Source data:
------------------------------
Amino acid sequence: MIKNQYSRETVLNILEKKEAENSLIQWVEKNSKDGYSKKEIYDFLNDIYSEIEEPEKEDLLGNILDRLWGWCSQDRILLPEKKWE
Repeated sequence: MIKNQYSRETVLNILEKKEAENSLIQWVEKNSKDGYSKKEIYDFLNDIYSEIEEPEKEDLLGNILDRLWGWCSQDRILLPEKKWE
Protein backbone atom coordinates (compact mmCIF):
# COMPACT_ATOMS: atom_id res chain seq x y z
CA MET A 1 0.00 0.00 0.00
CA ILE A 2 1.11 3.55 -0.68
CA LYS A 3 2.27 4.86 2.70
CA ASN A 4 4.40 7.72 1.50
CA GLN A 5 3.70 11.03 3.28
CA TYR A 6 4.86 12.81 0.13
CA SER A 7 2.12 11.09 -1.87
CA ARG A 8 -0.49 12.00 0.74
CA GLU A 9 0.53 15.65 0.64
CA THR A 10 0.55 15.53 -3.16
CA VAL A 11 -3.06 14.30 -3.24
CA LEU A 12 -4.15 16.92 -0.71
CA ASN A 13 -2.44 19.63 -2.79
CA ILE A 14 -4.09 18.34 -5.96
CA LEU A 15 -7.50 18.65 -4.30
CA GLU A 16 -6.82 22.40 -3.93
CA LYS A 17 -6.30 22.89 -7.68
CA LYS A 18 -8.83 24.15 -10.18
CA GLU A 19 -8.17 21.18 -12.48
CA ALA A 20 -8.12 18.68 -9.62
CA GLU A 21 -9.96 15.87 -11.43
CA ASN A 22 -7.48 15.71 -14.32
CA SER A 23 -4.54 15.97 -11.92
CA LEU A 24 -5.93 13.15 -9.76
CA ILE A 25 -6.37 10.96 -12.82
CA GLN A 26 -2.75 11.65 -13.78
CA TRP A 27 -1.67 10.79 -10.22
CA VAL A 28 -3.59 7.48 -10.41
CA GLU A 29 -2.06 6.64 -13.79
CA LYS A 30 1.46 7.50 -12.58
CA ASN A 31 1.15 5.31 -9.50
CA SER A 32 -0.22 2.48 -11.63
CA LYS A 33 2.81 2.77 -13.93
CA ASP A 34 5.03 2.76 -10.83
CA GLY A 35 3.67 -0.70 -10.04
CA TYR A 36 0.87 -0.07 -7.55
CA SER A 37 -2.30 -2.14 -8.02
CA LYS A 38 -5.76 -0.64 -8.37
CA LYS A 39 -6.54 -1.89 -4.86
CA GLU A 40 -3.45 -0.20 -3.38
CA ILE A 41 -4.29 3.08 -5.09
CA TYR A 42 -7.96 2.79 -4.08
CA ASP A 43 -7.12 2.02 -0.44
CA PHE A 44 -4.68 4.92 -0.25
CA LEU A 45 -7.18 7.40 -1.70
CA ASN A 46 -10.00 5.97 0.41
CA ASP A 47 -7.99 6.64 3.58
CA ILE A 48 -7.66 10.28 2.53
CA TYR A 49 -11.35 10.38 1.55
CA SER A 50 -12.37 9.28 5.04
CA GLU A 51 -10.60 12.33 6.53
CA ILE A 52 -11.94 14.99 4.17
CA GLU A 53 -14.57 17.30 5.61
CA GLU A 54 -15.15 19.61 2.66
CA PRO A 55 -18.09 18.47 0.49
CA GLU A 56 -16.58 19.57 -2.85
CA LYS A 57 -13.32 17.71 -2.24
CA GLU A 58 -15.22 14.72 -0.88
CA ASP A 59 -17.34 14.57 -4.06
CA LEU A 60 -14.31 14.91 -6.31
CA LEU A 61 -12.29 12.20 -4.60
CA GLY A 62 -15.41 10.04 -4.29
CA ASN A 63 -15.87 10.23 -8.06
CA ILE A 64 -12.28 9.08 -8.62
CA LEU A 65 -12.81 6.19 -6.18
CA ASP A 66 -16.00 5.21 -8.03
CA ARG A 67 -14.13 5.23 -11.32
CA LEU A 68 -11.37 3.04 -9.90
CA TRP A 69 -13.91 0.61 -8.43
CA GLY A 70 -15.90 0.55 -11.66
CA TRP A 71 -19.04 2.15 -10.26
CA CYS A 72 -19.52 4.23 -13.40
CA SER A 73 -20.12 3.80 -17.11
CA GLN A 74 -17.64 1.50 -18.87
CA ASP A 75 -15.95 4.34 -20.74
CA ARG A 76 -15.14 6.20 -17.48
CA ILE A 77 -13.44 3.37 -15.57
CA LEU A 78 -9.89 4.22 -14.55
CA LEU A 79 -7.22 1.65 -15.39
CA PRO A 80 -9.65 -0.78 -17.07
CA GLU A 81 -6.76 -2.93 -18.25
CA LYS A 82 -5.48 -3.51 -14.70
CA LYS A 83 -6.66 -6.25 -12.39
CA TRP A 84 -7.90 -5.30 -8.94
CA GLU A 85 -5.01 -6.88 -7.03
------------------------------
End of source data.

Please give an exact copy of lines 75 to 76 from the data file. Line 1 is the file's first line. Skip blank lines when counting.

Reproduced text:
CA TRP A 71 -19.04 2.15 -10.26
CA CYS A 72 -19.52 4.23 -13.40